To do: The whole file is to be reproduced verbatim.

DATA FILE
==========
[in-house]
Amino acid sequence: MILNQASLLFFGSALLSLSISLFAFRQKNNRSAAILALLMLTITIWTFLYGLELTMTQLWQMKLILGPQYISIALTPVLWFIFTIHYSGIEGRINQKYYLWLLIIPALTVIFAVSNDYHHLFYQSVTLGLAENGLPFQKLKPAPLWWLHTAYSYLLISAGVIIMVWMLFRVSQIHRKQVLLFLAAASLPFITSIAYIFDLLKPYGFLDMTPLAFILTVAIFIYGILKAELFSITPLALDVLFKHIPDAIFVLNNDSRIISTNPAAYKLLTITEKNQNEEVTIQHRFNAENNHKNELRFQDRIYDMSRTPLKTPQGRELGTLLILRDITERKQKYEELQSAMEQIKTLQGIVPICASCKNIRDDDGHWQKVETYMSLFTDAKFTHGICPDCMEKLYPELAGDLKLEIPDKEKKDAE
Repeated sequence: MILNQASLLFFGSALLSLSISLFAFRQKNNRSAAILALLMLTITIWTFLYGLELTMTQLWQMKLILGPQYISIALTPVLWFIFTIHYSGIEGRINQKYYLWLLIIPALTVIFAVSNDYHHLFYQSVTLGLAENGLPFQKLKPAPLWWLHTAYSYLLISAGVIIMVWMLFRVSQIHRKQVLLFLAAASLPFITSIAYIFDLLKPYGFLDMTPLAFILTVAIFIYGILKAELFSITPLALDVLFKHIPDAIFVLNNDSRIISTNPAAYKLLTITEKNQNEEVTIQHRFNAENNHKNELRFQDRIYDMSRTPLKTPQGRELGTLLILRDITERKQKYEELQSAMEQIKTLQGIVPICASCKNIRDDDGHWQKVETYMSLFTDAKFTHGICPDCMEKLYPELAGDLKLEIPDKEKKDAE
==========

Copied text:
[in-house]
Amino acid sequence: MILNQASLLFFGSALLSLSISLFAFRQKNNRSAAILALLMLTITIWTFLYGLELTMTQLWQMKLILGPQYISIALTPVLWFIFTIHYSGIEGRINQKYYLWLLIIPALTVIFAVSNDYHHLFYQSVTLGLAENGLPFQKLKPAPLWWLHTAYSYLLISAGVIIMVWMLFRVSQIHRKQVLLFLAAASLPFITSIAYIFDLLKPYGFLDMTPLAFILTVAIFIYGILKAELFSITPLALDVLFKHIPDAIFVLNNDSRIISTNPAAYKLLTITEKNQNEEVTIQHRFNAENNHKNELRFQDRIYDMSRTPLKTPQGRELGTLLILRDITERKQKYEELQSAMEQIKTLQGIVPICASCKNIRDDDGHWQKVETYMSLFTDAKFTHGICPDCMEKLYPELAGDLKLEIPDKEKKDAE
Repeated sequence: MILNQASLLFFGSALLSLSISLFAFRQKNNRSAAILALLMLTITIWTFLYGLELTMTQLWQMKLILGPQYISIALTPVLWFIFTIHYSGIEGRINQKYYLWLLIIPALTVIFAVSNDYHHLFYQSVTLGLAENGLPFQKLKPAPLWWLHTAYSYLLISAGVIIMVWMLFRVSQIHRKQVLLFLAAASLPFITSIAYIFDLLKPYGFLDMTPLAFILTVAIFIYGILKAELFSITPLALDVLFKHIPDAIFVLNNDSRIISTNPAAYKLLTITEKNQNEEVTIQHRFNAENNHKNELRFQDRIYDMSRTPLKTPQGRELGTLLILRDITERKQKYEELQSAMEQIKTLQGIVPICASCKNIRDDDGHWQKVETYMSLFTDAKFTHGICPDCMEKLYPELAGDLKLEIPDKEKKDAE